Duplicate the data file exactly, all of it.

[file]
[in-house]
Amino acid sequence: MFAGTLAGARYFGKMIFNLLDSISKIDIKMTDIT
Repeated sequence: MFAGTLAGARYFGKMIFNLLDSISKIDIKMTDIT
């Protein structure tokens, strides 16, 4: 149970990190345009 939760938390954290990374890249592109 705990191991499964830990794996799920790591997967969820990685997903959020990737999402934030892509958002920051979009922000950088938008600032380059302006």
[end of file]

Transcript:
[in-house]
Amino acid sequence: MFAGTLAGARYFGKMIFNLLDSISKIDIKMTDIT
Repeated sequence: MFAGTLAGARYFGKMIFNLLDSISKIDIKMTDIT
């Protein structure tokens, strides 16, 4: 149970990190345009 939760938390954290990374890249592109 705990191991499964830990794996799920790591997967969820990685997903959020990737999402934030892509958002920051979009922000950088938008600032380059302006």